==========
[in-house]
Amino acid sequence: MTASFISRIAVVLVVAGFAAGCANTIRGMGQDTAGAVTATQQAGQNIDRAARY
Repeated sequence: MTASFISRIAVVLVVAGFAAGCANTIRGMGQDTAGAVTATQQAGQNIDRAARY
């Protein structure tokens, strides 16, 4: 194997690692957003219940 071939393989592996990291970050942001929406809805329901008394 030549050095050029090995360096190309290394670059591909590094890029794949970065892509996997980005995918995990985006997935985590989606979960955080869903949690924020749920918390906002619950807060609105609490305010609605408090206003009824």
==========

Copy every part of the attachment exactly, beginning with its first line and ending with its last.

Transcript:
[in-house]
Amino acid sequence: MTASFISRIAVVLVVAGFAAGCANTIRGMGQDTAGAVTATQQAGQNIDRAARY
Repeated sequence: MTASFISRIAVVLVVAGFAAGCANTIRGMGQDTAGAVTATQQAGQNIDRAARY
């Protein structure tokens, strides 16, 4: 194997690692957003219940 071939393989592996990291970050942001929406809805329901008394 030549050095050029090995360096190309290394670059591909590094890029794949970065892509996997980005995918995990985006997935985590989606979960955080869903949690924020749920918390906002619950807060609105609490305010609605408090206003009824």